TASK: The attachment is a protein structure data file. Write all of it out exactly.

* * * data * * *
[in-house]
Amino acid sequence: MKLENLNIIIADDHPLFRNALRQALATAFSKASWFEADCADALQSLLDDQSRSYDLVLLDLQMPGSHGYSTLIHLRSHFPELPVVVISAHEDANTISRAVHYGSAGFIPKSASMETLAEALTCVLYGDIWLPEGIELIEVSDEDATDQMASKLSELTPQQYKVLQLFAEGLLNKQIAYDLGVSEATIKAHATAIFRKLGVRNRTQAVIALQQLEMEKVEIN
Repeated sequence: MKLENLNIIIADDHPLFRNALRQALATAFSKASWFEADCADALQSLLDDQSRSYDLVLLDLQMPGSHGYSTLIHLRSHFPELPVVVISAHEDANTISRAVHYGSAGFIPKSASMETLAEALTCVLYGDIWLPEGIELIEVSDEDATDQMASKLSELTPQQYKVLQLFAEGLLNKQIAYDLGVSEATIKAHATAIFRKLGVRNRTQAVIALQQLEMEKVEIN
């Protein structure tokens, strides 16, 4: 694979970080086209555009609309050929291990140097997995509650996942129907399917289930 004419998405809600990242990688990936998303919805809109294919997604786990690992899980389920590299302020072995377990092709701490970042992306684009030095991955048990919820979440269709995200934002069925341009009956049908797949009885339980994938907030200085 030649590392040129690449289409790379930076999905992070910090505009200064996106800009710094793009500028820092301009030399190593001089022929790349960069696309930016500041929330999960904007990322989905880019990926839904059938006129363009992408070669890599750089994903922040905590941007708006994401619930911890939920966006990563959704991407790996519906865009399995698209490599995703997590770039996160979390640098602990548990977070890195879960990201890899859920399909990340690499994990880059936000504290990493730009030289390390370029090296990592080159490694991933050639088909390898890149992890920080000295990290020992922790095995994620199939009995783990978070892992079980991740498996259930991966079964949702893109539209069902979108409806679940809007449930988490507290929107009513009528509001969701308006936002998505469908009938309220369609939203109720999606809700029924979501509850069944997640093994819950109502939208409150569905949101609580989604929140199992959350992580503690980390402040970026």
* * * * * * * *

[in-house]
Amino acid sequence: MKLENLNIIIADDHPLFRNALRQALATAFSKASWFEADCADALQSLLDDQSRSYDLVLLDLQMPGSHGYSTLIHLRSHFPELPVVVISAHEDANTISRAVHYGSAGFIPKSASMETLAEALTCVLYGDIWLPEGIELIEVSDEDATDQMASKLSELTPQQYKVLQLFAEGLLNKQIAYDLGVSEATIKAHATAIFRKLGVRNRTQAVIALQQLEMEKVEIN
Repeated sequence: MKLENLNIIIADDHPLFRNALRQALATAFSKASWFEADCADALQSLLDDQSRSYDLVLLDLQMPGSHGYSTLIHLRSHFPELPVVVISAHEDANTISRAVHYGSAGFIPKSASMETLAEALTCVLYGDIWLPEGIELIEVSDEDATDQMASKLSELTPQQYKVLQLFAEGLLNKQIAYDLGVSEATIKAHATAIFRKLGVRNRTQAVIALQQLEMEKVEIN
């Protein structure tokens, strides 16, 4: 694979970080086209555009609309050929291990140097997995509650996942129907399917289930 004419998405809600990242990688990936998303919805809109294919997604786990690992899980389920590299302020072995377990092709701490970042992306684009030095991955048990919820979440269709995200934002069925341009009956049908797949009885339980994938907030200085 030649590392040129690449289409790379930076999905992070910090505009200064996106800009710094793009500028820092301009030399190593001089022929790349960069696309930016500041929330999960904007990322989905880019990926839904059938006129363009992408070669890599750089994903922040905590941007708006994401619930911890939920966006990563959704991407790996519906865009399995698209490599995703997590770039996160979390640098602990548990977070890195879960990201890899859920399909990340690499994990880059936000504290990493730009030289390390370029090296990592080159490694991933050639088909390898890149992890920080000295990290020992922790095995994620199939009995783990978070892992079980991740498996259930991966079964949702893109539209069902979108409806679940809007449930988490507290929107009513009528509001969701308006936002998505469908009938309220369609939203109720999606809700029924979501509850069944997640093994819950109502939208409150569905949101609580989604929140199992959350992580503690980390402040970026």